New Amphibious Combat Vehicles and new tactics for the USMC
The USMC is getting two new types of Amphibious Combat Vehicles ( a wheeled one, and a tracked one), and a strategy is in development to use them, as David Axe explains on The National Interest.
BAE Systems ACV 1.1, the wheeled version of the new Amphibious Combat Vehicle of the USMC (Picture source: Army Recognition)
Since 1972, while the Vietnam war was still raging three years before its dramatic end, the Marines have been using the same amphibious tractor, or amtrac, David Axe recalls. The 29-ton AAV7 can carry up to 24 crew people (including crew) from an amphibious assault ship to an enemy beach over a distance of up to 20 miles. But this vehicle is lightly armored. Hence, in the 1990s, the Marine Corps began developing a replacement vehicle but canceled it in 2012 for cost and performance reasons.
The old AAV-7P will be replaced by the ACV 1.2, the tracked variant of the new ACV (Picture source: US DoD)
However, the new Amphibious Combat Vehicle (ACV) designed by BAE Systems could, at last, allow the Marines to retire its AAV7s. A $140.4 million contract has been signed with BAE Systems Platforms & Services segment in Sterling Heights, Michigan. Expected delivery of the first vehicles is fall 2019 and the 1st Marine Expeditionary Force’s 3rd Assault Amphibian Battalion out of Camp Pendleton, Calif., is expected to be the first to get them the following year. The Congressional Research Service, on March 15, 2019, updated its ongoing report on the ACV program. The ACV comes in two variants: the ACV Increment 1.1 is an 8x8 armored vehicle with limited swimming ability: it requires a landing craft to put it ashore. The ACV Increment 1.2 is a tracked vehicle and can swim from an assault ship to shore. Both ACV models boast tougher armor and better weapons than the AAV7 possesses.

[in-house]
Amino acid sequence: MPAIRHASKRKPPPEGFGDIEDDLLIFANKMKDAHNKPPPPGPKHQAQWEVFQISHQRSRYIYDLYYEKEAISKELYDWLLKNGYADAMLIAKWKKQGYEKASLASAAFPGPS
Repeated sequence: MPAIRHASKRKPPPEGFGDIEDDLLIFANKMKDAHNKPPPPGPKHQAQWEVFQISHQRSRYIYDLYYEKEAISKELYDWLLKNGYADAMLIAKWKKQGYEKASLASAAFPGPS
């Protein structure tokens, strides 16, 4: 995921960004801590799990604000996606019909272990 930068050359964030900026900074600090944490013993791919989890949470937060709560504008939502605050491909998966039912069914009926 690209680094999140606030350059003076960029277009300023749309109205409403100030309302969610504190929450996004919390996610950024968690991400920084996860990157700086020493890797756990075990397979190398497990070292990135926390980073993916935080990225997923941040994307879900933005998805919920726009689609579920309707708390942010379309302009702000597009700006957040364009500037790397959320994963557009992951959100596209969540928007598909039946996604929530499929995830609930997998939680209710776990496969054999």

The vehicle must be able to operate on land with M1A1 Abrams in mechanized task forces across the Marine Corps' mission profile. The vehicle shall provide protection for the occupants from the blasts, fragments and incapacitating effects of attack from kinetic threats, indirect fire and improvised explosive devices and mines. The vehicle shall be capable of firing existing Marine anti-structure and anti-armor missiles and should be able to accommodate existing command-and-control systems.
ACV 1.2 must be able to self-deploy from amphibious shipping and deliver a reinforced Marine infantry squad (17 marines) from a launch distance at or beyond 12 miles with a speed of not less than 8 knots in seas with one-foot significant wave height and must be able to operate in seas up to three-foot significant wave height. The vehicle must be able to maneuver with the mechanized task force for sustained operations ashore in all types of terrain. The vehicle’s road and cross-country speed, as well as its range, should be greater than or equal to the M1A1 Abrams’ ones. The vehicle’s protection characteristics should be able to protect against direct and indirect fire and mines and improvised explosive device threats. The vehicle should be able to accommodate command-and-control systems that permit it to operate both at sea and on land. The vehicle, at a minimum, should have a stabilized machine gun in order to engage enemy infantry and light vehicles.
The ACV arrives as the Marines and Navy are developing concepts for fighting a high-tech enemy. The key for the Marines is the Expeditionary Advance Base Operations concept. Until now, amphibious groups sail toward an enemy shore under the protection of carrier battle groups and offloaded large, concentrated forces of amphibious vehicles. Under the EAB concept, Marine forces would spread out in order to be harder to target, and will come ashore with more of their own offensive and defensive missiles so that they can protect themselves and contribute meaningful firepower to the overall U.S. force as that force comes together to attack. The new ACVs will play a key role in the concept.